10. 1. The camera pulls in tight to the actors, like when Garrett corners Sinatra at the beginning of the scene, to highlight how she traps Sinatra. When it pulls away, it gives the feeling of a chase as she races up the bleachers after him. That wide shot also gives a comedic effect because it's amusing to watch Garrett keep up with Sinatra in that long dress and heels. 2. The music builds up to a crescendo with Garrett's "hey!" which then immediately transitions into the musical number.
  11. 1. As I'm sure it is for most people, the first film I remember seeing Judy Garland in is The Wizard of Oz. I remember being amazed at how such a deep and soulful voice could come out of someone as tiny as Judy. 2. I am always happy to see Judy Garland exercise her comedic talents and her dancing - even though she isn't a trained dancer, you would never know. 3. Her personal favorite film of mine, A Star is Born, demonstrates that she is just as good in a heart-wrenching romantic drama as she is in a comedic musical. Her performance of "The Man That Got Away" is, in my opinion, one of her best performances and perfectly demonstrates her ability to capture the audience's imagination as a storyteller through song.
  12. 1. As Cohan is being led up the stairs, you see paintings of former Presidents that to Americans represent American values - especially George Washington, which is the very last painting we see at the top of the stairs. Setting the flashback scene during a July 4th parade allows the American flag to be put on full display and to demonstrate the patriotism of Americans. 2. During Cohan's conversation with FDR, the President brings up Cohan's life-long patriotism and praises Irish American's devout allegiance to their country. Cohan admits that he always had a flag in hand and also references his family's patriotism with the anecdote about his ancestor that ran off and joined the Union Army at 13. 3. I think that opening the biographical music with the FDR conversation in the Oval Office frames the movie and gives it context. If it had began with the Fourth of July Parade in Rhode Island instead, the audience would not have the background knowledge of Cohan and the audience may think the movie is about his father instead. It also sets up the movie to seem more like Cohan is reflecting on his life and telling his story to FDR which makes it seem more natural rather than a straight-up biographical film.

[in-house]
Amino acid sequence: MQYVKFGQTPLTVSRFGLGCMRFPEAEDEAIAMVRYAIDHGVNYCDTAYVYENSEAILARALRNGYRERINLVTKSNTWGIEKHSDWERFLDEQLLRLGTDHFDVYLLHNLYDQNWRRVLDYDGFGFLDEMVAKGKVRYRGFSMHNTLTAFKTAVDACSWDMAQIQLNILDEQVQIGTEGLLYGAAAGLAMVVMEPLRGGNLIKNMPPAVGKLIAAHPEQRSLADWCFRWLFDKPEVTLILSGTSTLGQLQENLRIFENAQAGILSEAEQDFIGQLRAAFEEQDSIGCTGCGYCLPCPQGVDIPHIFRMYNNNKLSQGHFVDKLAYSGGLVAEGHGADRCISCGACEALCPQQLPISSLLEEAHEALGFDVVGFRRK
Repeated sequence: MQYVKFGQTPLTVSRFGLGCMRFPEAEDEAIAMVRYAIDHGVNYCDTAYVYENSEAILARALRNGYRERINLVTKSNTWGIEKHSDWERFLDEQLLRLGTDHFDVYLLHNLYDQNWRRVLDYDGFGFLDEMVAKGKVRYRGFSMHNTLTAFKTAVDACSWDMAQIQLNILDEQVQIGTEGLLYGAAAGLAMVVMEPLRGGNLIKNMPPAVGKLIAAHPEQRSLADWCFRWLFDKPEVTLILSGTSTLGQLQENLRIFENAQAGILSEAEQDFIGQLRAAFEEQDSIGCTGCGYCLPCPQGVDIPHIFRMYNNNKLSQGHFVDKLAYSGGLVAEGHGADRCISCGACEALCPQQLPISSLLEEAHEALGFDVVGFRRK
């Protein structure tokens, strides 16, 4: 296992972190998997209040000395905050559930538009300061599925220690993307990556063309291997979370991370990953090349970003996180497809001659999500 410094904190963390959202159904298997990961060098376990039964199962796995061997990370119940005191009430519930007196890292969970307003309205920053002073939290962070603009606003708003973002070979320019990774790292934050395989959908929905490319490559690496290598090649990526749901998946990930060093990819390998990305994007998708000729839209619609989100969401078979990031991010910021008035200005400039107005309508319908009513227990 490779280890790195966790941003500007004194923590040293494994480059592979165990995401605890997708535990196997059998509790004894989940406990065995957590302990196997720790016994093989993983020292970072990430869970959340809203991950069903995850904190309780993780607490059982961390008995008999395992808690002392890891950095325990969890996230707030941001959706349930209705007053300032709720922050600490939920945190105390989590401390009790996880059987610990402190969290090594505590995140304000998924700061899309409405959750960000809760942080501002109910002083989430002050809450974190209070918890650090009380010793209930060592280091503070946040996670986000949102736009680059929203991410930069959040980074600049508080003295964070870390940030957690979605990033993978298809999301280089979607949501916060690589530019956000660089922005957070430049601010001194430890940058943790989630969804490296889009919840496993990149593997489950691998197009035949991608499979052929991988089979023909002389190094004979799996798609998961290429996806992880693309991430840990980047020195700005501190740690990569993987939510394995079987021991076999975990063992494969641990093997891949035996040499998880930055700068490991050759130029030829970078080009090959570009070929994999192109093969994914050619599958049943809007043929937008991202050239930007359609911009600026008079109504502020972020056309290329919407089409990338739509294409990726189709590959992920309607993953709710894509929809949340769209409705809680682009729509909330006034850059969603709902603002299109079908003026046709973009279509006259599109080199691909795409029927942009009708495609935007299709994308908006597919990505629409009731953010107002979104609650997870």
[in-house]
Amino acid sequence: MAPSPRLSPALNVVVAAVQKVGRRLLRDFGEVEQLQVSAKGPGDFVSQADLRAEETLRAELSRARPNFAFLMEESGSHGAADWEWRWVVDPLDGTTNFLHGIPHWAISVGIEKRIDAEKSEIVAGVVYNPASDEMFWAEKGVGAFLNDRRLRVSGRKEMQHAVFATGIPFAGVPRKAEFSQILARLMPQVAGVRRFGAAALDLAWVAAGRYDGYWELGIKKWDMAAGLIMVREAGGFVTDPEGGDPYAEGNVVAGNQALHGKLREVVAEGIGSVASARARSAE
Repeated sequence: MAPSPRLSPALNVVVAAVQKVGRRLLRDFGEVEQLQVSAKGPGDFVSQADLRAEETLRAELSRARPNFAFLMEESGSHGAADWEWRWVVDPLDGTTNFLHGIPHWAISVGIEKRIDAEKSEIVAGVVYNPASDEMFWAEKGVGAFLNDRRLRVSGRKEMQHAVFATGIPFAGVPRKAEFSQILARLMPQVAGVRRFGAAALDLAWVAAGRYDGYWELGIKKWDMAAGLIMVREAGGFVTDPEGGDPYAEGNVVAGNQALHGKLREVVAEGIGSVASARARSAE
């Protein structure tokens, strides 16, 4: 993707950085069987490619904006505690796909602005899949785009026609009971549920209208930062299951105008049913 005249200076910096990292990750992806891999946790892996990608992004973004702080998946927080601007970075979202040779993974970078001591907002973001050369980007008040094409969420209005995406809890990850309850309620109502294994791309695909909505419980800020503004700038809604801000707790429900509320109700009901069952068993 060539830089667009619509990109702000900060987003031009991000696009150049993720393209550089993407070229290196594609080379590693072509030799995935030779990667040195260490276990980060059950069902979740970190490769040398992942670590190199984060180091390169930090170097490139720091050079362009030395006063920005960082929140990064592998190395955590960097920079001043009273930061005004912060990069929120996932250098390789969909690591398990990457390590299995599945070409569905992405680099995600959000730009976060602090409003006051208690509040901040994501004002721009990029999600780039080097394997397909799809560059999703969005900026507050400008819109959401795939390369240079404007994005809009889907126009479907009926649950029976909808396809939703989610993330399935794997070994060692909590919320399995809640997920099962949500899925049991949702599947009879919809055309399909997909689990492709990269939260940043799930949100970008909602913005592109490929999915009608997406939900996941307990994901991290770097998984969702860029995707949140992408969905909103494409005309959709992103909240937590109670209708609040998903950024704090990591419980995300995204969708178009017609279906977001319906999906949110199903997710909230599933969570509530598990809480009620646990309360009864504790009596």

13. 1. Aside from the dancing competition between the two, I didn't really see any other aspects that remind me of the battles of the sexes you might see in the movies that pit Katharine Hepburn and Spencer Tracy against each other. 2. Instead of fanciful, large-scale musical numbers, this one is quite intimate since it is just Fred and Ginger dancing with each other. 3. I think it could have to do with changing attitudes towards women at the tail end of the Depression into the 1940s. Or perhaps the audience was tired of the same old "woman stuck between two men who are vying for her attention" shtick that had been in earlier movie musicals. Another reason could be due to the Production Code - it would be easier to depict a battle of the sexes and still stick to the Code instead of having a man trying to woo a woman.
  14. 1. Lubitsch focuses on details and props that help us to understand Alfred better - the garter that belonged to a different woman and his collection of small guns tells us that this is usual behavior for Alfred and that he is quite the playboy. 2. The use of sounds like the doors rattling and the gunshots adds a touch of drama to the comedic scene and makes the audience feel tense. 3. Based on the scene's setting - a luxurious apartment - I would guess that other Depression-era musicals will be set with similar backgrounds that feature rich people. I think that musicals from the same era will also be more comedic instead of dramatic.
  15. 1. The interactions between the two are playful and coy, especially in the scene on the boat. Even though Eddy's character sings a sweet song about Rose-Marie, she doesn't immediately fall into his arms instead teasing him while he teases her by replacing her name with names of other women. It's the typical back-and-forth banter you see in all romantic comedies. 2. I knew of Eddy and MacDonald before this course, but haven't seen a film or TV show with them in it. 3. These clips demonstrate how romances under the Production Code are supposed to be - romantic, but still proper. The two characters flirt with each other and trade barbs, but they don't fall into each others' arms immediately. Eddy and MacDonald's characters are portrayed as upstanding people - Eddy's character is a Canadian Mountie and MacDonald's character is nicely juxtaposed with the saloon singer which demonstrates how proper and classical she is. I imagine that romances in all movies made under the Production Code are very similar to this - light, uplifting, and funny but with just enough romance that it stays within the morally acceptable boundaries.